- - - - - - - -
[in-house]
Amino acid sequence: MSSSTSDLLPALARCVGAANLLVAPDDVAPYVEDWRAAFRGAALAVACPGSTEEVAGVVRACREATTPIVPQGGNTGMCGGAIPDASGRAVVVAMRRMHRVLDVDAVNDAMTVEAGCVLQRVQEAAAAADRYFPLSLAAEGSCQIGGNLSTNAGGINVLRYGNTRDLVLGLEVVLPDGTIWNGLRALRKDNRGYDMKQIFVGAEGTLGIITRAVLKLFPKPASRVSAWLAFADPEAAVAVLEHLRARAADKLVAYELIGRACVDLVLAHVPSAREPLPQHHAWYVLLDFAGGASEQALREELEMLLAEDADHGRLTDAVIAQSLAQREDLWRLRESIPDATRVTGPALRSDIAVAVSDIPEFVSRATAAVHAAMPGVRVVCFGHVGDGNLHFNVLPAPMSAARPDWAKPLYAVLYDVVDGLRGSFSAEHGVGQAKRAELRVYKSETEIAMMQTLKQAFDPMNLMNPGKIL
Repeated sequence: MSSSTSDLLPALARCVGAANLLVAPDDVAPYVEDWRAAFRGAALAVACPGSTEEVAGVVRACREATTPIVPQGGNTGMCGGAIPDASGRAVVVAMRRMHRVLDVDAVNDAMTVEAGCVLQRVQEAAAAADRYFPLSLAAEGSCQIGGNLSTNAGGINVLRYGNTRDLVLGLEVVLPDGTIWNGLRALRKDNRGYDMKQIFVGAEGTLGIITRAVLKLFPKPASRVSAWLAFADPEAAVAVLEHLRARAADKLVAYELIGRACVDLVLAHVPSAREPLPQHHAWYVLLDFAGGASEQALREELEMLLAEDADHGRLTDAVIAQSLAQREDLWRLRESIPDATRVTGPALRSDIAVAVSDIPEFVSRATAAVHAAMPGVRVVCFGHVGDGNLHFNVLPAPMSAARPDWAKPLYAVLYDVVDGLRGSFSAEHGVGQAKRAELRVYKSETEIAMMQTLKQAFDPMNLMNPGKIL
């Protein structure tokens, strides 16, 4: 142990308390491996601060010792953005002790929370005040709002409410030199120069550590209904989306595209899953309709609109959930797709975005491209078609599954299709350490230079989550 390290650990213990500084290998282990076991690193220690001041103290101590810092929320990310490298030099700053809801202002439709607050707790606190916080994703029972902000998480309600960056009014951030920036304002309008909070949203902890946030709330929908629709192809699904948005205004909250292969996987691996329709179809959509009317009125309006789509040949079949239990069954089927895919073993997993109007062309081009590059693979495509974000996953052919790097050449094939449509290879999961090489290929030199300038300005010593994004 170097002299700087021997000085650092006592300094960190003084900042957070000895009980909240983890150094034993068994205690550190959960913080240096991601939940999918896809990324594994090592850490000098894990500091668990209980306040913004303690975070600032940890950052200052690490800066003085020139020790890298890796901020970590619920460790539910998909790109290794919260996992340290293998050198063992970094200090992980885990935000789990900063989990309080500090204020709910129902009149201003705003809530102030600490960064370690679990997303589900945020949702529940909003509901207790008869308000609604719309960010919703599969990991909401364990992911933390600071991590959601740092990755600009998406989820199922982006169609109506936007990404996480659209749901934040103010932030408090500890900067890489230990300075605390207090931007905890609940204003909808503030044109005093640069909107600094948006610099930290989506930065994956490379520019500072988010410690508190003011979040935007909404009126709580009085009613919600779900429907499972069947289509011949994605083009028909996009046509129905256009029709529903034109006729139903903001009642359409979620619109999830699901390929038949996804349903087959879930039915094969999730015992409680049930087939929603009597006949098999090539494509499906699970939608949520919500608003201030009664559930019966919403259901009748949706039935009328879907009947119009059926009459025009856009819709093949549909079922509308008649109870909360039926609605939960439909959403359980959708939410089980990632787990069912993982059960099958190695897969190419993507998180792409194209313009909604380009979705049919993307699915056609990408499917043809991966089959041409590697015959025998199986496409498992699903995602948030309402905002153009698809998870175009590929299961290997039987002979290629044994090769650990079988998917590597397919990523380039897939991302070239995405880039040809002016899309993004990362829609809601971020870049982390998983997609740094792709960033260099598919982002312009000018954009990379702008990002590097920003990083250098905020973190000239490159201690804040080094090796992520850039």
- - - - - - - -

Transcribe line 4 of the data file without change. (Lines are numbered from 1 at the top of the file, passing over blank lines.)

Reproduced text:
């Protein structure tokens, strides 16, 4: 142990308390491996601060010792953005002790929370005040709002409410030199120069550590209904989306595209899953309709609109959930797709975005491209078609599954299709350490230079989550 390290650990213990500084290998282990076991690193220690001041103290101590810092929320990310490298030099700053809801202002439709607050707790606190916080994703029972902000998480309600960056009014951030920036304002309008909070949203902890946030709330929908629709192809699904948005205004909250292969996987691996329709179809959509009317009125309006789509040949079949239990069954089927895919073993997993109007062309081009590059693979495509974000996953052919790097050449094939449509290879999961090489290929030199300038300005010593994004 170097002299700087021997000085650092006592300094960190003084900042957070000895009980909240983890150094034993068994205690550190959960913080240096991601939940999918896809990324594994090592850490000098894990500091668990209980306040913004303690975070600032940890950052200052690490800066003085020139020790890298890796901020970590619920460790539910998909790109290794919260996992340290293998050198063992970094200090992980885990935000789990900063989990309080500090204020709910129902009149201003705003809530102030600490960064370690679990997303589900945020949702529940909003509901207790008869308000609604719309960010919703599969990991909401364990992911933390600071991590959601740092990755600009998406989820199922982006169609109506936007990404996480659209749901934040103010932030408090500890900067890489230990300075605390207090931007905890609940204003909808503030044109005093640069909107600094948006610099930290989506930065994956490379520019500072988010410690508190003011979040935007909404009126709580009085009613919600779900429907499972069947289509011949994605083009028909996009046509129905256009029709529903034109006729139903903001009642359409979620619109999830699901390929038949996804349903087959879930039915094969999730015992409680049930087939929603009597006949098999090539494509499906699970939608949520919500608003201030009664559930019966919403259901009748949706039935009328879907009947119009059926009459025009856009819709093949549909079922509308008649109870909360039926609605939960439909959403359980959708939410089980990632787990069912993982059960099958190695897969190419993507998180792409194209313009909604380009979705049919993307699915056609990408499917043809991966089959041409590697015959025998199986496409498992699903995602948030309402905002153009698809998870175009590929299961290997039987002979290629044994090769650990079988998917590597397919990523380039897939991302070239995405880039040809002016899309993004990362829609809601971020870049982390998983997609740094792709960033260099598919982002312009000018954009990379702008990002590097920003990083250098905020973190000239490159201690804040080094090796992520850039």